Cogeco is ready for HD Radio, but isn’t eager to jump on it

Richard Lachance, president of Cogeco Media

At Cogeco’s annual general meeting recently, I managed to borrow Cogeco Media president Richard Lachance for a brief conversation about the company’s plans in radio. At an earlier meeting with Cogeco CEO Louis Audet, the focus was on the cable and telecom side, and the radio division didn’t come up until I asked at the very end if there was anything new there.

The truth is there isn’t. Cogeco hasn’t bought, sold or shut down a radio station in years, or even rebranded or reformatted. Its Rythme FM network has gained — and lost — some affiliates, but otherwise there has been little change in the past five years, following realignments that came from the Cogeco acquisition of Corus’s radio stations in Quebec.

There was discussion about Cogeco helping out community station CIBL, but here are a couple of other things I got out of him:

HD Radio: Cogeco’s FM transmitters are ready, or soon will be, to broadcast using HD Radio, a hybrid system that adds digital streams on top of the analog signal. Major broadcasters have been experimenting with it, mostly by simulcasting AM radio stations on FM HD (such as Bell is doing with CJAD and TSN 690 on their 107.3 signal). But Lachance was lukewarm on its appeal. Outside of cars, receivers are hard to come by, and demand isn’t that significant. And activating an HD signal has a negative effect on the power of the analog signal. Cogeco has experimented with an HD signal on CFGL-FM (Rythme FM 105.7), just rebroadcasting a digital version of the analog signal, but that’s no longer running.

If Cogeco followed the path of its competitors, it could rebroadcast its AM station (CKAC Circulation 730) on an FM HD transmitter like 98.5 or 105.7, but there doesn’t seem to be a huge rush to do even that.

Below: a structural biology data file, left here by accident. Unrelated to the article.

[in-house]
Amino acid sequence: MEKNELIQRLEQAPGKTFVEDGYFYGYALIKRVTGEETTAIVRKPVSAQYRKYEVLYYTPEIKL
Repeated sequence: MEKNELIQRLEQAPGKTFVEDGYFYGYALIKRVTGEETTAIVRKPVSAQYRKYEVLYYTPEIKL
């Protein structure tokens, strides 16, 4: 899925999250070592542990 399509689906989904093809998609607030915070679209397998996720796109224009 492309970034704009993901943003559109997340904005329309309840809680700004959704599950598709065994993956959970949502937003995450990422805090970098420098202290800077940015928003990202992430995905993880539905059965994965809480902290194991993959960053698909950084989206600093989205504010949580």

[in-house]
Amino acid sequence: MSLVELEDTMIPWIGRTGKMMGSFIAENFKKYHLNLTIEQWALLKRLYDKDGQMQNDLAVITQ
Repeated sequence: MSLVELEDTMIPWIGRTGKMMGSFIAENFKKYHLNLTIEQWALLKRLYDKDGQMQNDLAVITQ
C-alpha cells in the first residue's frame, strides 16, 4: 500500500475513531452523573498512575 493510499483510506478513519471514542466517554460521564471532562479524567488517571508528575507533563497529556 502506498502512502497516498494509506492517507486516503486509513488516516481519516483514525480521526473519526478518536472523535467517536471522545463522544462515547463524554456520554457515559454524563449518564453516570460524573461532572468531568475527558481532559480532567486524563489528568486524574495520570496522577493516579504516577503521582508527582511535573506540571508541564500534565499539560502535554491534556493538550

CKOI’s current antenna atop the CIBC building

CKOI: The days of Montreal’s most powerful radio transmitter are numbered. The 307,000-watt signal, grandfathered at that power when the federal government imposed a 100kW limit on FM stations in the 1960s, is being replaced by a new transmitter on the Mount Royal Antenna, that will be higher up but lower power (147kW) so its pattern doesn’t extend beyond its current one.

Lachance said the plan is to make the move this year, probably around June. After that, the existing transmitter and antenna on the CIBC building at Peel St. and René-Lévesque Blvd. downtown will likely be torn down. CKOI’s backup transmitter, and others for Cogeco stations and some Bell stations, is in Laval’s Auteuil district.

Most people won’t notice a change. But Cogeco believes the higher antenna will mean less interference from large buildings and the mountain itself.

Other Cogeco stations have applied for and gotten permission to increase to the maximum 100kW. The transmitter for CHMP 98.5 has already been increased. The Beat 92.5 (CKBE-FM) remains at 41kW and its upgrade, though approved, isn’t scheduled in the short term.

2 thoughts on “Cogeco is ready for HD Radio, but isn’t eager to jump on it

  1. Anonymous

    I think the problem of only having CKAC-AM 730 on the AM band in this market complicates their HD Radio options. Does one really need that low quality sound channel in HD? Perhaps they can use HD Radio to provide traffic data as is done in some markets. They can probably even provide it in both languages.

    Bell Media has CJAD-AM 800, and CKGM-AM 690 to place on their 107.3 FM HD2, and HD3 streams. And I can tell you that the sound quality is far superior than listening to those stations on analog AM. And Bell Media needs to do better promoting their HD service on CJAD, and CKGM.
    A simple thing as CJAD 800 AM (also available on 107.3 – HD2 FM) would be something.

    Cogeco could consider placing CHMP-FM on the HD2 position of 105.9 fm. That could solve a problem of what to put on the HD2 position.

    As for HD Radio home radios. There are plenty around. You just need to look.
    Try, and

  2. "Ray Parkay"

    I remember when “CJAD Stereo” was briefly tried on the AM band. It didn’t make much sense to have a talk-news format where audio quality wasn’t important. HD radio might be great for FM music stations and Internet stations and maybe Bell is quietly moving CJAD over to HD-FM so it can pull the ? plug on AM – once the demographics show the plug has been pulled on the aging baby-boomer audience.


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